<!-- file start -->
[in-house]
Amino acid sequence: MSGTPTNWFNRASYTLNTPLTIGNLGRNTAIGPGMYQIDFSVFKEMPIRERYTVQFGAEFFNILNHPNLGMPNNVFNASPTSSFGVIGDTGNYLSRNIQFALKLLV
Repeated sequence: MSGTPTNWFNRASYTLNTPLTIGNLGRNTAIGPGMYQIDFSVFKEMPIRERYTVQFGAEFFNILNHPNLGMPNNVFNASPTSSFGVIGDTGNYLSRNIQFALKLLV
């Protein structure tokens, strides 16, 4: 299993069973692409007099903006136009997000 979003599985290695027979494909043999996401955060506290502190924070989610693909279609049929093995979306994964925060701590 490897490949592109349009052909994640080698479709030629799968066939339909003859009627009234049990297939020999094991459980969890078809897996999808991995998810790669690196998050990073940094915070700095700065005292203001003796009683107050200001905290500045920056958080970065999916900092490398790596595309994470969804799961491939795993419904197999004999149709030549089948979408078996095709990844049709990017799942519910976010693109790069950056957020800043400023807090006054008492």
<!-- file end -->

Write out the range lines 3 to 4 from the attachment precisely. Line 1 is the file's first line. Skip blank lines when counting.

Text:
Repeated sequence: MSGTPTNWFNRASYTLNTPLTIGNLGRNTAIGPGMYQIDFSVFKEMPIRERYTVQFGAEFFNILNHPNLGMPNNVFNASPTSSFGVIGDTGNYLSRNIQFALKLLV
């Protein structure tokens, strides 16, 4: 299993069973692409007099903006136009997000 979003599985290695027979494909043999996401955060506290502190924070989610693909279609049929093995979306994964925060701590 490897490949592109349009052909994640080698479709030629799968066939339909003859009627009234049990297939020999094991459980969890078809897996999808991995998810790669690196998050990073940094915070700095700065005292203001003796009683107050200001905290500045920056958080970065999916900092490398790596595309994470969804799961491939795993419904197999004999149709030549089948979408078996095709990844049709990017799942519910976010693109790069950056957020800043400023807090006054008492």